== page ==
US embassy cable - 02ANKARA7766

AK PARTY IN A PARLIAMENTARY LANDSLIDE: CLOSE TO A TWO-THIRDS MAJORITY

Identifier: 02ANKARA7766
Wikileaks: View 02ANKARA7766 at Wikileaks.org
Origin: Embassy Ankara
Created: 2002-11-03 23:47:00
Classification: UNCLASSIFIED
Tags: PREL PGOV PINS TU POLITICAL PARTIES
Redacted: This cable was not redacted by Wikileaks.
This record is a partial extract of the original cable. The full text of the original cable is not available.

UNCLAS ANKARA 007766 
 
SIPDIS 
 
 
E.O. 12958: N/A 
TAGS: PREL, PGOV, PINS, TU, POLITICAL PARTIES 
SUBJECT: AK PARTY IN A PARLIAMENTARY LANDSLIDE: CLOSE TO A 
TWO-THIRDS MAJORITY 
 
 
REF: A. ANKARA 7726 
     B. ANKARA 7713 
     C. ANKARA 7697 
     D. ANKARA 7683 
     E. ANKARA 7682 
 
 
1. Summary: Justice and Development (AK) Party's landslide 
victory and Establishment standard-bearer Republican People's 
Party's (CHP) distant second-place finish in Turkey's Nov. 3 
general elections cuts the number of parties in parliament 
back to only two for the first time in decades.  While P.M. 
Ecevit and Kemalist pundits professed shock at the results, a 
varied spectrum of other commentators and leading businessmen 
made balanced and forward-looking assessments.  End summary. 
 
 
2. AK Party has won big (reftels).  With more than 94% of 
votes tabulated, AK's 34.1% of the vote will give it more 
than 360 of the 550 seats, CHP's 19.2% will give it about 176 
seats, and there will be nine independent M.P.'s under the 
complex proportional system currently in effect.  At 0200 
local on Nov. 4 AK vice chairman Mercan told us that 
according to AK's calculations, the party is only two seats 
shy of the 367 seat (two-thirds) majority it would need to be 
able to meet one of AK leader Erdogan's campaign pledges -- 
to amend and democratize the 1982 constitution, drafted under 
the direction of the Turkish military.  Mercan opined that AK 
might reach 367 as results are clarified; unofficial final 
seat distribution will be clearer later the morning of Nov. 4. 
 
 
3. All three parties in the current coalition government -- 
whose cabinet will remain in caretaker status until AK forms 
a government -- failed to cross the 10% threshold.  P.M. 
Ecevit's DSP was obliterated with 1.3% of the vote; in 1999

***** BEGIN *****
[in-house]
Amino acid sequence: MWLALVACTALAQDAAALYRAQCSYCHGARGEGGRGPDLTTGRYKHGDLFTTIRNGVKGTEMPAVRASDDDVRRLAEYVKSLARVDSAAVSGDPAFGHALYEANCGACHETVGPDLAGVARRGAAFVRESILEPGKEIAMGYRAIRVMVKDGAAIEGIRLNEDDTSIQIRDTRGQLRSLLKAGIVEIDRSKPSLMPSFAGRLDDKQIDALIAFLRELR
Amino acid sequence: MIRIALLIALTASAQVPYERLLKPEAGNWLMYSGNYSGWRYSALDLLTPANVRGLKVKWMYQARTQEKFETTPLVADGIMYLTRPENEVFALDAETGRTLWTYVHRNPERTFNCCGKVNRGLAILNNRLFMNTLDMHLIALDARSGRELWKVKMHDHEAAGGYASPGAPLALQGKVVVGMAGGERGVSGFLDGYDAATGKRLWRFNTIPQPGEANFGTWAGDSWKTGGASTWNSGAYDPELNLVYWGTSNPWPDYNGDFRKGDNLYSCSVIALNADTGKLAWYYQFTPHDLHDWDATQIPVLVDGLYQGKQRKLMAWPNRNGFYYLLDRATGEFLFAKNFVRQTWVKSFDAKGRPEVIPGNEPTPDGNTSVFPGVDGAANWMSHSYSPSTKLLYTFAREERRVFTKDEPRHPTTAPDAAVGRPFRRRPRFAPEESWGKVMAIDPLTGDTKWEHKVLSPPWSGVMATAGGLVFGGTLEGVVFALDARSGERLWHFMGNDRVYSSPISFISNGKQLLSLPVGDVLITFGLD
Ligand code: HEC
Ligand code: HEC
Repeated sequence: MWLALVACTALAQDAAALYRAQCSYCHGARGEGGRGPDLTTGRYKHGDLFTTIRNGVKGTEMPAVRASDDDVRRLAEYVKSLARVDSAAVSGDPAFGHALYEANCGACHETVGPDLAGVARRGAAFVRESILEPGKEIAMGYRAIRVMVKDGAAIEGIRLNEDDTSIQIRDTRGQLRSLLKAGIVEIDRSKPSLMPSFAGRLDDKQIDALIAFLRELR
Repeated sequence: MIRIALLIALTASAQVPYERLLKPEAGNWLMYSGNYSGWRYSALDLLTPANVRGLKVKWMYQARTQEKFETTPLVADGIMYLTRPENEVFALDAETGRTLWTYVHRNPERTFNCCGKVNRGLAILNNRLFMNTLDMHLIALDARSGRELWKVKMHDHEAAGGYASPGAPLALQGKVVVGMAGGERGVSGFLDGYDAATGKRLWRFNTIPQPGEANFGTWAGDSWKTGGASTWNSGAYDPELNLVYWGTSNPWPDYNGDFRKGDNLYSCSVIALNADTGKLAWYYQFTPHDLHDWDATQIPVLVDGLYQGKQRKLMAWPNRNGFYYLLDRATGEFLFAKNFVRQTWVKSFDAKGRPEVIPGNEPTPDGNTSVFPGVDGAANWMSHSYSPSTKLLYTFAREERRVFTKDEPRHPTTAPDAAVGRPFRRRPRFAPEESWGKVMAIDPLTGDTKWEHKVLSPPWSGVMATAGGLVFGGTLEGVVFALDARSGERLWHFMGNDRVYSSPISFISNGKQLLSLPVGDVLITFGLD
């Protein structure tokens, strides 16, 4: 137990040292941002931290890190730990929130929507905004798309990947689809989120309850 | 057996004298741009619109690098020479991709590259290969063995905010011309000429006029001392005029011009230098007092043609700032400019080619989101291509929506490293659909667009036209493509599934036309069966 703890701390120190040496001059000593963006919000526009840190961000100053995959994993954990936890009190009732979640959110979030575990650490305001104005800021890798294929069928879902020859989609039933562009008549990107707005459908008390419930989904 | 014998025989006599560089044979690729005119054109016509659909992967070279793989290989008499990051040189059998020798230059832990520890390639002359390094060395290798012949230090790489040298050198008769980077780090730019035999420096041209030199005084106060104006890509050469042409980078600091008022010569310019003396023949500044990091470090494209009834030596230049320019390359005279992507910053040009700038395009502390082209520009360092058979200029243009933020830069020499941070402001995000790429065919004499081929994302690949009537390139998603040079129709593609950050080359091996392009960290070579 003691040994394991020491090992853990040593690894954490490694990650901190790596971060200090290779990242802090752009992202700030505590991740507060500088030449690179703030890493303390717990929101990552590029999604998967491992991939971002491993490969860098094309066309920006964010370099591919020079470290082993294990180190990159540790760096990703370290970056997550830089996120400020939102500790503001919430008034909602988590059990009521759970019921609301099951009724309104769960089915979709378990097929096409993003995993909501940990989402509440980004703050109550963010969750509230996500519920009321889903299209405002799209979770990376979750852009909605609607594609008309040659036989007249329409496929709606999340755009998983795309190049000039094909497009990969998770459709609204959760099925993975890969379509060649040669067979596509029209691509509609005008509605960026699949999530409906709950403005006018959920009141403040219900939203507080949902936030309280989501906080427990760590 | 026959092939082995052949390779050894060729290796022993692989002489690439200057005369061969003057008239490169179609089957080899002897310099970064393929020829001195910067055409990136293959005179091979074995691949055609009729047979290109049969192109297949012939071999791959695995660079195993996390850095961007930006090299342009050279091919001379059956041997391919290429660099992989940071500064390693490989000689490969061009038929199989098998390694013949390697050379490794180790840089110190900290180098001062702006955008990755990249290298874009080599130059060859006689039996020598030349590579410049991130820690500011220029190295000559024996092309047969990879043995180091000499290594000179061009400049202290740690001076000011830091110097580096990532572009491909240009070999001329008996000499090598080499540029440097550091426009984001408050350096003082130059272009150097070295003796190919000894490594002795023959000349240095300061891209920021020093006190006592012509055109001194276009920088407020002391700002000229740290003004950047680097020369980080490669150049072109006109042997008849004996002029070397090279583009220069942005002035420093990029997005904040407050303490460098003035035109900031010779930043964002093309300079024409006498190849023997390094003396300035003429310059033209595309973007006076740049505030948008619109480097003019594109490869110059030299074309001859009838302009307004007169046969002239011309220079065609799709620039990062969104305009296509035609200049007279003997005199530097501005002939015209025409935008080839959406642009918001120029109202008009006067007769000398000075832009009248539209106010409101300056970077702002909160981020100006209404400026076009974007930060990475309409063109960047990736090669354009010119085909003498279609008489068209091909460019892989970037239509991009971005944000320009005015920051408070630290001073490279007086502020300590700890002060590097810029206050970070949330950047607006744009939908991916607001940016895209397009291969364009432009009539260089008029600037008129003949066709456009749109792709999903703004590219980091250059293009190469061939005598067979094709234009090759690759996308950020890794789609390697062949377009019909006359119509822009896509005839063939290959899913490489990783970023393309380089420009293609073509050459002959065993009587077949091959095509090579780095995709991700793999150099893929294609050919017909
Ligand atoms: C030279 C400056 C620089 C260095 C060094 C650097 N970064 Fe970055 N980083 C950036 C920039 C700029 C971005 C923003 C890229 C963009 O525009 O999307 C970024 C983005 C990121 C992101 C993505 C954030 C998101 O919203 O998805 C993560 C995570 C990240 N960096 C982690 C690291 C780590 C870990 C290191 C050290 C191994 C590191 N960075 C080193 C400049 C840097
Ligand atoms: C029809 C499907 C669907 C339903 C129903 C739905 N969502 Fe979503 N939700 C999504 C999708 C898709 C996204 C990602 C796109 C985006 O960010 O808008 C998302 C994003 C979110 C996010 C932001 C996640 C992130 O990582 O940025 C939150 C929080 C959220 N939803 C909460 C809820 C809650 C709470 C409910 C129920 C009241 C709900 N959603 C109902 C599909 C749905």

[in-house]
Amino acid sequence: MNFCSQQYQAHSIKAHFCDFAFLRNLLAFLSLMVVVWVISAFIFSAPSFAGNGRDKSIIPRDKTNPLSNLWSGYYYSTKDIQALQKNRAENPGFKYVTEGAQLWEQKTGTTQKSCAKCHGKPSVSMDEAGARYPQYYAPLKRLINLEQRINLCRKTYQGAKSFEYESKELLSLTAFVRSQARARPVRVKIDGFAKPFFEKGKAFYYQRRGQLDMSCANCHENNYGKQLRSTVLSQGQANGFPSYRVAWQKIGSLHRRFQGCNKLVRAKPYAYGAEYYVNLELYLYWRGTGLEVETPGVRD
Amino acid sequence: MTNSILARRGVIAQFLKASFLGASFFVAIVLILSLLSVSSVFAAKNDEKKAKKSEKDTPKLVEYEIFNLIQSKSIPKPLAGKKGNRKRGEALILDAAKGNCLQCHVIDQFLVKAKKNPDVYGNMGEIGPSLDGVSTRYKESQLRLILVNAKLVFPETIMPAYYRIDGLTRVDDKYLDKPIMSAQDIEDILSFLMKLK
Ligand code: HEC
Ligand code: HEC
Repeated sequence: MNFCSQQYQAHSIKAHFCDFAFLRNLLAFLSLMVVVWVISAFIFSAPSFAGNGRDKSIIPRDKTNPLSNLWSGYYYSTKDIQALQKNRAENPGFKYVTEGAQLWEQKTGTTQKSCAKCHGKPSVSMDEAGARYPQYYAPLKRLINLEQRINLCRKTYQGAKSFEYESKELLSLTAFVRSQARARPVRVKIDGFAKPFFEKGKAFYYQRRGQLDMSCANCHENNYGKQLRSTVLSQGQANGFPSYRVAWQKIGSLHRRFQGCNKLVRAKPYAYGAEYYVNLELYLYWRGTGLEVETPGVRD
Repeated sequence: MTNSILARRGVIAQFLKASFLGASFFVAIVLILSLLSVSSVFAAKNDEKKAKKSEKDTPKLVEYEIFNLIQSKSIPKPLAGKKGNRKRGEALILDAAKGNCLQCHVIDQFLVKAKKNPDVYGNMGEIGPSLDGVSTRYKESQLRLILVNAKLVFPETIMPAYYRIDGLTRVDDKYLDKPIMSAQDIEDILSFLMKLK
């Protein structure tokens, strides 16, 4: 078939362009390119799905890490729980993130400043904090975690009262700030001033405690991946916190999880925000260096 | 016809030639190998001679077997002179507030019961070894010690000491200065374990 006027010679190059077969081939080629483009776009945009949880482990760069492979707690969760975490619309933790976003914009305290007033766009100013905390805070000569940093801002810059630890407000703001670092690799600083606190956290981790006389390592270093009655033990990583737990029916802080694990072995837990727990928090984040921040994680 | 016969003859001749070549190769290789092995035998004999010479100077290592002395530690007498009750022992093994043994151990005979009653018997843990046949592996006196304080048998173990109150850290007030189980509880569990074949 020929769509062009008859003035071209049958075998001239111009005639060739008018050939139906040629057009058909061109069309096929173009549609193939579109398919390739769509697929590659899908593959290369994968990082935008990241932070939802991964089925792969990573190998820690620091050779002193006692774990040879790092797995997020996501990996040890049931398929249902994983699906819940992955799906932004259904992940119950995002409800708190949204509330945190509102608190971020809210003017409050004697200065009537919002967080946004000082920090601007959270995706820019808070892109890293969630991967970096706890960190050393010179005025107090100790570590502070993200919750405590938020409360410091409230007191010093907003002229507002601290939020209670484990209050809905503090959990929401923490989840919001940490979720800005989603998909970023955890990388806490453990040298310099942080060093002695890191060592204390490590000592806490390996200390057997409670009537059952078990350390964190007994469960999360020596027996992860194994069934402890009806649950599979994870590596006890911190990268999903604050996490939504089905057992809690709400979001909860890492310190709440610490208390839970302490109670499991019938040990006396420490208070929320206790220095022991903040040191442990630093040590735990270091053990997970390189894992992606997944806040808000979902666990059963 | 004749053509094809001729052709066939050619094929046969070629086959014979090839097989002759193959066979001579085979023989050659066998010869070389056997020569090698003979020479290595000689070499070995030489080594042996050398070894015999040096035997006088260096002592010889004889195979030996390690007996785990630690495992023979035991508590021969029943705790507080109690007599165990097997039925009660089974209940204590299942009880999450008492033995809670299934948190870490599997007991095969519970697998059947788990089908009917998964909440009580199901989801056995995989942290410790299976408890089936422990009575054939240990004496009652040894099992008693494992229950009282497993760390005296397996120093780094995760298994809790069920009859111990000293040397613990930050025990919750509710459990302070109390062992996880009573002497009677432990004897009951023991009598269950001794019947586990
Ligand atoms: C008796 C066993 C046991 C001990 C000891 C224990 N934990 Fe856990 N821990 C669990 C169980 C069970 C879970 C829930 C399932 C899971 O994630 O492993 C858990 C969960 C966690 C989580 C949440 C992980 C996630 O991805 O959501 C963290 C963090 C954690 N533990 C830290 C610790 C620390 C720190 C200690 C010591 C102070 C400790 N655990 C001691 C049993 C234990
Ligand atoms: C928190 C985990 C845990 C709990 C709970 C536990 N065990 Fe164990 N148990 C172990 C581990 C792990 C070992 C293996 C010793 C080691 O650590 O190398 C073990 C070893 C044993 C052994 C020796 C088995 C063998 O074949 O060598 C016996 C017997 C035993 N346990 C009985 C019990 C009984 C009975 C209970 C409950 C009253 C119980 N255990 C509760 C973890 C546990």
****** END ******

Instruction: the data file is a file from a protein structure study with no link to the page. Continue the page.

it got 22%.  ANAP fell to 5.2% from 13% in 1999.  MHP only 
managed to reach 8.5%, less than half the 18% it got in 1999, 
which led party chairman Bahceli to the step -- unusual in 
Turkish politics -- of accepting responsibility for the 
failure and announcing he will not run again for the party 
leadership in 2003. 
 
 
4. Tansu Ciller's DYP, the principal opposition party in the 
just-ended session of parliament, made a close run at the 
threshold but appears to have fallen just a half percentage 
point short.  Islamist Saadet Party, which had also been in 
vocal opposition in the last parliament, garnered only 2.6%. 
Pro-Kurdish DEHAP failed to reach the threshold but in 
winning 6.3% improved significantly over its predecessor 
HADEP's 1999 showing.  Motorola deadbeat Cem Uzan's upstart 
Genc Party, which many had worried would make it into 
parliament, tallied only 7.3%. 
 
 
5. The numbers show that (1) 45% of the votes cast will not 
be represented in the new parliament because they went to 
parties unable to cross the threshold; (2) upwards of 60% of 
the vote went to non-Establishment parties; (3) the 
traditional center-right parties, which have dominated 
Turkish politics for generations, got only 15% of the vote. 
 
 
6. P.M. Ecevit and like-minded opinion-makers, who had raised 
the spectre of a "regime crisis" if AK were to win, expressed 
dismay at the size of AK's victory.  However, a varied 
spectrum of commentators, from Nazli Ilicak (formerly both 
doyenne of the center-right press and an M.P. with the 
now-closed Islamist Fazilet Party) to reform-minded captains 
of industry Sakip Sabanci and Cem Boyner, publicly 
underscored (1) the legitimacy of the results; and (2) AK's 
standing as a party of the center.  Nazli Ilicak also 
interpreted the result as reflecting Turkish voters' 
aspirations for the kind of equilibrium that a one-party 
government in a two-party parliament can provide. 
PEARSON 

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